Surprisingly, and a little disappointingly, the book does not address the subject of caste in connection with deprivation. The centrality of the caste experience among the landless, the malnourished, those unable to access their rights on gender, nutrition, health and literacy is a common thread running through some of great journalistic efforts and in some of our big under-reported themes. One assumes the subject is omitted deliberately to be tackled exhaustively in a later title in the series. The other subject that was absent was the linkages between deprivation and climate crisis.

Old-fashioned Journalism

In times when journalism in the old-fashioned sense of the term is under attack, not just from the millions wielding a camera and the power to broadcast to millions, but also from fake news and a post-truth world, the tools the book offers are going to be more, not less, important. Because professional journalists now find they must go increasingly off-camera, where TikTok cannot go. Data journalism, good, old-fashioned storytelling substantiated by rigour and context, investigations, all of these require grounding in technique. But, while the rules of journalism are being rewritten, who’s to say that a TikTok video cannot tell an important story of deprivation and loss? Mobile journalists are already publishing very powerful stories and eventually all scholarly work on journalism will have to acknowledge this new form of news story, and assess whether it sets its reportage in scientific matrices too. Social media has ushered in passionate daily debates on everything from Swachha Bharat to smoke-free kitchens to women’s literacy.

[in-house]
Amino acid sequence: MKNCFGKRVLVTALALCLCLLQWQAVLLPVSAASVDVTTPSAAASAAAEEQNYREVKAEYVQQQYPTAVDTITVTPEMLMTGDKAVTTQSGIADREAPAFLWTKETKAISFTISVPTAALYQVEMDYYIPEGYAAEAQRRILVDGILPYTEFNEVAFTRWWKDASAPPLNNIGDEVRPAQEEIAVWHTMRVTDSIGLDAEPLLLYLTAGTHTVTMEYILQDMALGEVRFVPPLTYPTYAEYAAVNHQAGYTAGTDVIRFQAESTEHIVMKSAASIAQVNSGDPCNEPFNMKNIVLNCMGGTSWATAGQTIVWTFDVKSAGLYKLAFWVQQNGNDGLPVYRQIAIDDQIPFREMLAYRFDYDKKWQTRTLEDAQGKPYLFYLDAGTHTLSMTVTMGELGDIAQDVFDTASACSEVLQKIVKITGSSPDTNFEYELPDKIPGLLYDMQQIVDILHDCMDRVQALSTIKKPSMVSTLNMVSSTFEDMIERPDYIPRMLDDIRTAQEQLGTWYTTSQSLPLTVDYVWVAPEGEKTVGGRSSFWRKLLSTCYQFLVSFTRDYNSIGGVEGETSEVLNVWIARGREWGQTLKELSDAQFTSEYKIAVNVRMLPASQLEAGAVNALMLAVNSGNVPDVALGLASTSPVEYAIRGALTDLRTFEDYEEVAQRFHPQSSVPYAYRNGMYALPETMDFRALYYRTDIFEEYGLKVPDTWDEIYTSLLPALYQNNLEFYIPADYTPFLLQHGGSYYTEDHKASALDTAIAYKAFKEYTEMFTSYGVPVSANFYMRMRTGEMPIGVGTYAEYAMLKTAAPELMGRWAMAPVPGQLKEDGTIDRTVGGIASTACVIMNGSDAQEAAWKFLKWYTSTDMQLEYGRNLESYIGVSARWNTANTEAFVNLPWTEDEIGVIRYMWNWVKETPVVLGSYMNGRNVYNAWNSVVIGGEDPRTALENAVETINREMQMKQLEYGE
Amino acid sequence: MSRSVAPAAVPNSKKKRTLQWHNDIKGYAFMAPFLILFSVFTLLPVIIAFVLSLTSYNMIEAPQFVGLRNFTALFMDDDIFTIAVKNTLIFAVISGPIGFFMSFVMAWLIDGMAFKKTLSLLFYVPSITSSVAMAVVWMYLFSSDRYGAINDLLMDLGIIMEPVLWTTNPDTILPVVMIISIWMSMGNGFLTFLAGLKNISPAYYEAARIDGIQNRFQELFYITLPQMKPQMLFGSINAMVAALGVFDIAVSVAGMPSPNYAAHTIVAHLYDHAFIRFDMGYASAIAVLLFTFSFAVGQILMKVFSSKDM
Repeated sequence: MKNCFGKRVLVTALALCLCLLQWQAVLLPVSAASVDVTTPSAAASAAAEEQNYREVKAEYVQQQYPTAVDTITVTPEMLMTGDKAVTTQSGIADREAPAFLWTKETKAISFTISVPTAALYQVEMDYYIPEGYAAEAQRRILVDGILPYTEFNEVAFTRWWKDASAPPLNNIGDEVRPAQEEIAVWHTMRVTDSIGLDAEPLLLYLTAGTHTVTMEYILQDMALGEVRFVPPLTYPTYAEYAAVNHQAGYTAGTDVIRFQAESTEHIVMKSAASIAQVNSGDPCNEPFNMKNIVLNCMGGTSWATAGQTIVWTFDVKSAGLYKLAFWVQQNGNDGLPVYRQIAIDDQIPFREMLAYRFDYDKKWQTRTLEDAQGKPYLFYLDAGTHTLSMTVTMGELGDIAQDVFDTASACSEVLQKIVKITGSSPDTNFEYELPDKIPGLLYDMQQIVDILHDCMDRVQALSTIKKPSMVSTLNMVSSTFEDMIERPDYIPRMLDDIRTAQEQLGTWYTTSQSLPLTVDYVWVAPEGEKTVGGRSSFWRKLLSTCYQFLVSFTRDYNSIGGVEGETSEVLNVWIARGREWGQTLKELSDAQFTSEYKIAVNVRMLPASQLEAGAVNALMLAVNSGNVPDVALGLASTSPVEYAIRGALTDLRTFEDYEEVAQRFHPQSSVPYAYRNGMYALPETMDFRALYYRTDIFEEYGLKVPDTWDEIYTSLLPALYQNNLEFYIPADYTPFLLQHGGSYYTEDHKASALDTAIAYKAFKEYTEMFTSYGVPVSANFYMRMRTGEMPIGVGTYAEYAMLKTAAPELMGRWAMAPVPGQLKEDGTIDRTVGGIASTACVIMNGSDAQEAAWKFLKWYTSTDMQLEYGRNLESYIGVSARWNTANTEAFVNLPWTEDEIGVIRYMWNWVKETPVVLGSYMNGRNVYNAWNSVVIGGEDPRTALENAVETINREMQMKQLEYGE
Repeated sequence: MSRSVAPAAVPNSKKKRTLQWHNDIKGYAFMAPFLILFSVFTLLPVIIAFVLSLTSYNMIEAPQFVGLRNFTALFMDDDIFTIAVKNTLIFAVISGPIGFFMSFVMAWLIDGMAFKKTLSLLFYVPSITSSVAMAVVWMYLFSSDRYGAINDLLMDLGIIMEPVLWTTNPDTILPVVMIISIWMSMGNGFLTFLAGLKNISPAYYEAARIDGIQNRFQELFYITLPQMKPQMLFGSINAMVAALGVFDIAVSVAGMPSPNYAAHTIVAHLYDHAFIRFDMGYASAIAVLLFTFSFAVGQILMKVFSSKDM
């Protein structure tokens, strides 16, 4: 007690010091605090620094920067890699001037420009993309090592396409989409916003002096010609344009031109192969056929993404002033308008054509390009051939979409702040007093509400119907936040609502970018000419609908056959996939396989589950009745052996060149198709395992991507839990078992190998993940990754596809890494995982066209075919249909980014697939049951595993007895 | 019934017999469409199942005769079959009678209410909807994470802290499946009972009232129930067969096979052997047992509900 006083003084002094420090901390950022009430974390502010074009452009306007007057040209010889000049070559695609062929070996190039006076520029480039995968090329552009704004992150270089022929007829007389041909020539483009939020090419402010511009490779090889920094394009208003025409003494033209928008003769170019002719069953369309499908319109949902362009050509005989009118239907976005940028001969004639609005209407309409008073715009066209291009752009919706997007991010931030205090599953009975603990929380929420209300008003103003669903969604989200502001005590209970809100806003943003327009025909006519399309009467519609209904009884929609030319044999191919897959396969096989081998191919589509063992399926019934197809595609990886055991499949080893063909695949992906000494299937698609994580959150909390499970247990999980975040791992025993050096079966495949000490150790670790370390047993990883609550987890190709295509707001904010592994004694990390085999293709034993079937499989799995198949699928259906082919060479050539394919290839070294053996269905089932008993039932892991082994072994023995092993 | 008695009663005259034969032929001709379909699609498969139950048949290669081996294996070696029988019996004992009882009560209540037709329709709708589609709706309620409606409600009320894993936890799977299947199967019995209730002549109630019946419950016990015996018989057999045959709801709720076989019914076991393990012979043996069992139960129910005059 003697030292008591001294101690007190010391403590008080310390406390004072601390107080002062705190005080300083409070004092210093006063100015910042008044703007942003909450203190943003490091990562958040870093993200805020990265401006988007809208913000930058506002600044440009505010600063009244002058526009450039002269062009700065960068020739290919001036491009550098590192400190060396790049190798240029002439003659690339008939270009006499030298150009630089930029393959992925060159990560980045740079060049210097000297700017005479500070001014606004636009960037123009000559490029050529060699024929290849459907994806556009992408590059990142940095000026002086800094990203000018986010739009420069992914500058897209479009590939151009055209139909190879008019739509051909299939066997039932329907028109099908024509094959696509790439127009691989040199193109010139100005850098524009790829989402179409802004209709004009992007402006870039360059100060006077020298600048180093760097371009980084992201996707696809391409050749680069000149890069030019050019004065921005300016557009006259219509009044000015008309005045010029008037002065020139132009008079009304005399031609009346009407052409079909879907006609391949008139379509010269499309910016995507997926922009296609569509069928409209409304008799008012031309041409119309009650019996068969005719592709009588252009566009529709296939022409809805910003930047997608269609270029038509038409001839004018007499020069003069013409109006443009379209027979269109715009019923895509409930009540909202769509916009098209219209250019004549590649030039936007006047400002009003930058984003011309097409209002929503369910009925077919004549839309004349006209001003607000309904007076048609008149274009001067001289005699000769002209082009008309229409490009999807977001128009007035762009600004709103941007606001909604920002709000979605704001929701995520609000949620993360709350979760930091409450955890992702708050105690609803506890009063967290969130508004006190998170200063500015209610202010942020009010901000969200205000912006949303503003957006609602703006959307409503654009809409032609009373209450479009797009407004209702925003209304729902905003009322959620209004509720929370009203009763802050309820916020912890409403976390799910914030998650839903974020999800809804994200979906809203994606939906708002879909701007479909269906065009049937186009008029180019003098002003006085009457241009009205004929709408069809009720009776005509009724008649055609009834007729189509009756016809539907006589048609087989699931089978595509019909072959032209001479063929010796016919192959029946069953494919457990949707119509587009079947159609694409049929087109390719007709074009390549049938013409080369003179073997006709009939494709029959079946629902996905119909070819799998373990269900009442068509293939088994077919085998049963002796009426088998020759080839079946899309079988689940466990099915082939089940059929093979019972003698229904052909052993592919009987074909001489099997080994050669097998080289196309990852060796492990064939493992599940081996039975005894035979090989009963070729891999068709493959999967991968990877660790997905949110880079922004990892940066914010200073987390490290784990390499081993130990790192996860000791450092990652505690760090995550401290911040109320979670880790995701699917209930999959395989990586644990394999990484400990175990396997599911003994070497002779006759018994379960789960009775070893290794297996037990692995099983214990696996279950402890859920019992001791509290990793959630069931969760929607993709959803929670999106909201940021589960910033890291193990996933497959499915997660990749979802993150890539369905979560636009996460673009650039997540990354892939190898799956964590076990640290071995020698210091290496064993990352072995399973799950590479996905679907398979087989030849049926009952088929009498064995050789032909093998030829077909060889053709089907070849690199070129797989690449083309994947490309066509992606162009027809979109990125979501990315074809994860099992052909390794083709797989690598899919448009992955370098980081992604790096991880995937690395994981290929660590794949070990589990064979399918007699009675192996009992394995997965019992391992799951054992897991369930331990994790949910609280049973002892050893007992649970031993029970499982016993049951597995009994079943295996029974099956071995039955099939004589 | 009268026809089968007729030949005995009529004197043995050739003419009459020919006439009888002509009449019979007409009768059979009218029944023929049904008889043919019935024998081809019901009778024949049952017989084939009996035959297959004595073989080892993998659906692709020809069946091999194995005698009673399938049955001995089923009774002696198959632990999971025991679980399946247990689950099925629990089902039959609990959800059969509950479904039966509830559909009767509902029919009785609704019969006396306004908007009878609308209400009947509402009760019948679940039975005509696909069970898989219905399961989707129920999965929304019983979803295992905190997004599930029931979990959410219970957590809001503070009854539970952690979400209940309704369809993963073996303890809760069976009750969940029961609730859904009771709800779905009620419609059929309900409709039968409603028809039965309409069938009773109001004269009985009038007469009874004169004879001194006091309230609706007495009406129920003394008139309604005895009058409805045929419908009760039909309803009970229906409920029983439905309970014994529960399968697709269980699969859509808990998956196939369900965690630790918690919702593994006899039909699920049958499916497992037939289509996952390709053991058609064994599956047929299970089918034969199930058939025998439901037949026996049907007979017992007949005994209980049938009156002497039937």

Arguably, these may not be the most well-informed or nuanced. But, what if they were, what if they could be? Journalists have long carried the cross of educating and re-educating themselves, and now the practitioners of new forms of journalism might find impactful gains from doing so as well. This book is therefore essential reading for them too. 

 

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Updated On : 16th Aug, 2019